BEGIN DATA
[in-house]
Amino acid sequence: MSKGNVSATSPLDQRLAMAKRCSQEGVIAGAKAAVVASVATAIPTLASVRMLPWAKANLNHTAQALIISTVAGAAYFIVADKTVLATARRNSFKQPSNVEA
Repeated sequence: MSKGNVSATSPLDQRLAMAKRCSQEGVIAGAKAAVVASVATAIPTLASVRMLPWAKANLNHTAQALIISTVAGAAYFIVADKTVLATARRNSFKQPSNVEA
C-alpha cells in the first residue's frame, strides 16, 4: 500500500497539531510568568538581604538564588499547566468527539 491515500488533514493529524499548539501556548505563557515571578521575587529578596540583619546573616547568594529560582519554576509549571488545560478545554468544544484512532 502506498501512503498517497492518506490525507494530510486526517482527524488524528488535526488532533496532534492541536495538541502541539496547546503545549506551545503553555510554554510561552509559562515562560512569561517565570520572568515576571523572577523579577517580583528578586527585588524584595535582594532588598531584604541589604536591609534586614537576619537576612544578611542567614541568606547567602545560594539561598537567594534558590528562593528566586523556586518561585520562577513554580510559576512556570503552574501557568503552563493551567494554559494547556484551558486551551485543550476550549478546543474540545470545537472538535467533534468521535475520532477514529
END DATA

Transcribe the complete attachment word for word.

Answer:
[in-house]
Amino acid sequence: MSKGNVSATSPLDQRLAMAKRCSQEGVIAGAKAAVVASVATAIPTLASVRMLPWAKANLNHTAQALIISTVAGAAYFIVADKTVLATARRNSFKQPSNVEA
Repeated sequence: MSKGNVSATSPLDQRLAMAKRCSQEGVIAGAKAAVVASVATAIPTLASVRMLPWAKANLNHTAQALIISTVAGAAYFIVADKTVLATARRNSFKQPSNVEA
C-alpha cells in the first residue's frame, strides 16, 4: 500500500497539531510568568538581604538564588499547566468527539 491515500488533514493529524499548539501556548505563557515571578521575587529578596540583619546573616547568594529560582519554576509549571488545560478545554468544544484512532 502506498501512503498517497492518506490525507494530510486526517482527524488524528488535526488532533496532534492541536495538541502541539496547546503545549506551545503553555510554554510561552509559562515562560512569561517565570520572568515576571523572577523579577517580583528578586527585588524584595535582594532588598531584604541589604536591609534586614537576619537576612544578611542567614541568606547567602545560594539561598537567594534558590528562593528566586523556586518561585520562577513554580510559576512556570503552574501557568503552563493551567494554559494547556484551558486551551485543550476550549478546543474540545470545537472538535467533534468521535475520532477514529